Learning to Look for Silver Linings

By Anonymous

Being the only person I know of on both sides of my family who considers themselves in recovery from something can be lonely or frustrating at times, but it has helped me to look at the positives of many situations or turn negative feelings into positive actions, and has probably helped me to be a better social worker. Fortunately, I can have fairly open conversations with my mom and sister about the extent of substance use disorder in our family, but outside of that, it’s not something that really gets talked about. The family culture around this is more focused on secrets, looking in the other direction, and downplaying, which is probably not uncommon. I’m staying anonymous with this article because, while I’m fairly open about my own stuff, my family isn’t, so I want to honor their privacy. To stay in the spirit of loving the person and hating the disease, I’m going to add a few of the best things I know about the people I mention.

If I had to guess, I would say about a third of my mom’s family has substance use disorder (and there is plenty of depression, too). I do know that my grandpa (who was a veteran, teacher, walked the dog 4 miles a day until he was at least 75, and helped my grandma dry the dishes every day until 2 days before he passed away) quit drinking suddenly when he got a bleeding ulcer and was vomiting blood. It doesn’t sound like this was talked about, and no treatment or programs were involved. I know that several years ago, my aunt (who has probably read a few libraries’ worth of books, is an activist, proud grandma, and expert dog mom) stopped practicing law and stopped driving for reasons we aren’t sure of, but suspect involve alcohol. One of our cousins (who worked with children with special needs and rescued stray animals) passed away a few years ago from what had to have been an overdose. It was described in a flowery, medical way which I felt like was a huge lie (now I have a little more appreciation and compassion that her family can describe it however they want). Her brother spoke at the memorial and laughed about how much she liked partying when they were younger and how, 20 years earlier when she was in high school, she would bring a bucket into the basement at her parents’ house so that she could stay downstairs all weekend with everyone and not even have to go upstairs to use the bathroom. This was treated as totally normal and I chose to leave after the memorial service because I was too angry to go to lunch with everyone, and was glad that my parents mentioned later that they had been shocked by this story- at least there was some sort of limit to what they could pretend about.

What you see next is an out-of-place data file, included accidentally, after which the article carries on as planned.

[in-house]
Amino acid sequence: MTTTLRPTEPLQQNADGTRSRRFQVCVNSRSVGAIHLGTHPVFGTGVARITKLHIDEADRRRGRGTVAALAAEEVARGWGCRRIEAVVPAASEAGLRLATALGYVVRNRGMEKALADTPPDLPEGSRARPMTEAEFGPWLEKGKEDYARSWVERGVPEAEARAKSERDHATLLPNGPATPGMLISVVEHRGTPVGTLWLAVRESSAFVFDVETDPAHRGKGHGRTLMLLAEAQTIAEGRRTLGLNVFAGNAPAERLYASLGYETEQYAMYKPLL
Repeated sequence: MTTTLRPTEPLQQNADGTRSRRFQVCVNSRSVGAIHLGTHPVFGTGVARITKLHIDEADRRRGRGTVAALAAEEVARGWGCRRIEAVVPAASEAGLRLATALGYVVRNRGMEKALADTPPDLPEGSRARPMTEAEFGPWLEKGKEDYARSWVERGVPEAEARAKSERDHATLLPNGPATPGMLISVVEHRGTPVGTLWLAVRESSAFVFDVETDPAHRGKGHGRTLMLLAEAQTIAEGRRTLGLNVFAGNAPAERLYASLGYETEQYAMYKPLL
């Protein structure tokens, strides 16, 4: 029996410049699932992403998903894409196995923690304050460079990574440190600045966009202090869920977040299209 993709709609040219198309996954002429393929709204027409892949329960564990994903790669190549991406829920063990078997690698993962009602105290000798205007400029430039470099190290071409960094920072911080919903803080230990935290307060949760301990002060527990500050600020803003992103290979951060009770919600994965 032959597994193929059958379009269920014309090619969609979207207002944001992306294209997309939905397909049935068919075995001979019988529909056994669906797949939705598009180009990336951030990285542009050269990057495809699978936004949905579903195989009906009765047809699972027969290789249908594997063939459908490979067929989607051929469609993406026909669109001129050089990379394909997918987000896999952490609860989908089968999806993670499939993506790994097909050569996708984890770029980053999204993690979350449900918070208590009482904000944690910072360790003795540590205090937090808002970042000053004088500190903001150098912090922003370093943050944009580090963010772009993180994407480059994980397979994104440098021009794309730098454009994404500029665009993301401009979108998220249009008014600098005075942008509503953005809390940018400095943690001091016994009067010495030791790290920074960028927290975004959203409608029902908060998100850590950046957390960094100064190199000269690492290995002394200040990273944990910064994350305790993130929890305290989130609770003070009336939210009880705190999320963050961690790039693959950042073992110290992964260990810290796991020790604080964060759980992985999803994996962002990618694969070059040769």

Having gone to a few hundred Al-Anon meetings myself (haha), I knew on some level that I could only control my own response to what I viewed as a really big lie, so I talked to friends who would understand, and went to Washington, D.C. to advocate for policy changes as part of handling my anger about this. I can also use this type of situation as motivation to keep my own mental health under control and not start using alcohol again myself, since I’m not that different from the rest of the family and would be in the same type of situations without therapy, medication, quitting drinking, and Al-Anon.